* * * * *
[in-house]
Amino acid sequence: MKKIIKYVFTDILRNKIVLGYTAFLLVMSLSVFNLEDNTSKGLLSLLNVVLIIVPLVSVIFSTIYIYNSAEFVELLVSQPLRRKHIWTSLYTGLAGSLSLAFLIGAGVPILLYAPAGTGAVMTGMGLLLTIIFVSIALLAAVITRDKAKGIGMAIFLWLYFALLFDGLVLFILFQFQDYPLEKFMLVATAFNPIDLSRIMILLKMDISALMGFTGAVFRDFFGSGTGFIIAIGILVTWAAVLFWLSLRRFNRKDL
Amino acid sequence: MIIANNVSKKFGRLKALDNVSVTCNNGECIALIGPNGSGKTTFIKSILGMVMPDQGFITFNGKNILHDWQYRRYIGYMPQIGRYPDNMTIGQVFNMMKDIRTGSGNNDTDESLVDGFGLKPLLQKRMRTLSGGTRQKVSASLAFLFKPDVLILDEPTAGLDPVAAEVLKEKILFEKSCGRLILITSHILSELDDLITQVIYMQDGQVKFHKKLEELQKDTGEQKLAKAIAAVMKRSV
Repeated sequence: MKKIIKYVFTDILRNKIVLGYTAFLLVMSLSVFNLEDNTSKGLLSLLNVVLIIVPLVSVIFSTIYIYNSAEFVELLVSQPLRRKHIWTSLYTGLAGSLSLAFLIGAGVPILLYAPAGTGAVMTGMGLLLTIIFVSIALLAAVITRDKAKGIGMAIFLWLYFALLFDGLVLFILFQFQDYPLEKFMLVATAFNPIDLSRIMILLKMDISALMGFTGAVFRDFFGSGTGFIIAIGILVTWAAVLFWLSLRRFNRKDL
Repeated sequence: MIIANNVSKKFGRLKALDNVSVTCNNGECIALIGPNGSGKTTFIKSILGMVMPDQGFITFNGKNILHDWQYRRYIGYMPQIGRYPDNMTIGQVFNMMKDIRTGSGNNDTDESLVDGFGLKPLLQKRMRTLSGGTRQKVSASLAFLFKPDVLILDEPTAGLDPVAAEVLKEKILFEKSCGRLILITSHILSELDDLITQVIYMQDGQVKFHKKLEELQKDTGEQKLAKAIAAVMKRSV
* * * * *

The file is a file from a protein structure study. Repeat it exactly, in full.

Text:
[in-house]
Amino acid sequence: MKKIIKYVFTDILRNKIVLGYTAFLLVMSLSVFNLEDNTSKGLLSLLNVVLIIVPLVSVIFSTIYIYNSAEFVELLVSQPLRRKHIWTSLYTGLAGSLSLAFLIGAGVPILLYAPAGTGAVMTGMGLLLTIIFVSIALLAAVITRDKAKGIGMAIFLWLYFALLFDGLVLFILFQFQDYPLEKFMLVATAFNPIDLSRIMILLKMDISALMGFTGAVFRDFFGSGTGFIIAIGILVTWAAVLFWLSLRRFNRKDL
Amino acid sequence: MIIANNVSKKFGRLKALDNVSVTCNNGECIALIGPNGSGKTTFIKSILGMVMPDQGFITFNGKNILHDWQYRRYIGYMPQIGRYPDNMTIGQVFNMMKDIRTGSGNNDTDESLVDGFGLKPLLQKRMRTLSGGTRQKVSASLAFLFKPDVLILDEPTAGLDPVAAEVLKEKILFEKSCGRLILITSHILSELDDLITQVIYMQDGQVKFHKKLEELQKDTGEQKLAKAIAAVMKRSV
Repeated sequence: MKKIIKYVFTDILRNKIVLGYTAFLLVMSLSVFNLEDNTSKGLLSLLNVVLIIVPLVSVIFSTIYIYNSAEFVELLVSQPLRRKHIWTSLYTGLAGSLSLAFLIGAGVPILLYAPAGTGAVMTGMGLLLTIIFVSIALLAAVITRDKAKGIGMAIFLWLYFALLFDGLVLFILFQFQDYPLEKFMLVATAFNPIDLSRIMILLKMDISALMGFTGAVFRDFFGSGTGFIIAIGILVTWAAVLFWLSLRRFNRKDL
Repeated sequence: MIIANNVSKKFGRLKALDNVSVTCNNGECIALIGPNGSGKTTFIKSILGMVMPDQGFITFNGKNILHDWQYRRYIGYMPQIGRYPDNMTIGQVFNMMKDIRTGSGNNDTDESLVDGFGLKPLLQKRMRTLSGGTRQKVSASLAFLFKPDVLILDEPTAGLDPVAAEVLKEKILFEKSCGRLILITSHILSELDDLITQVIYMQDGQVKFHKKLEELQKDTGEQKLAKAIAAVMKRSV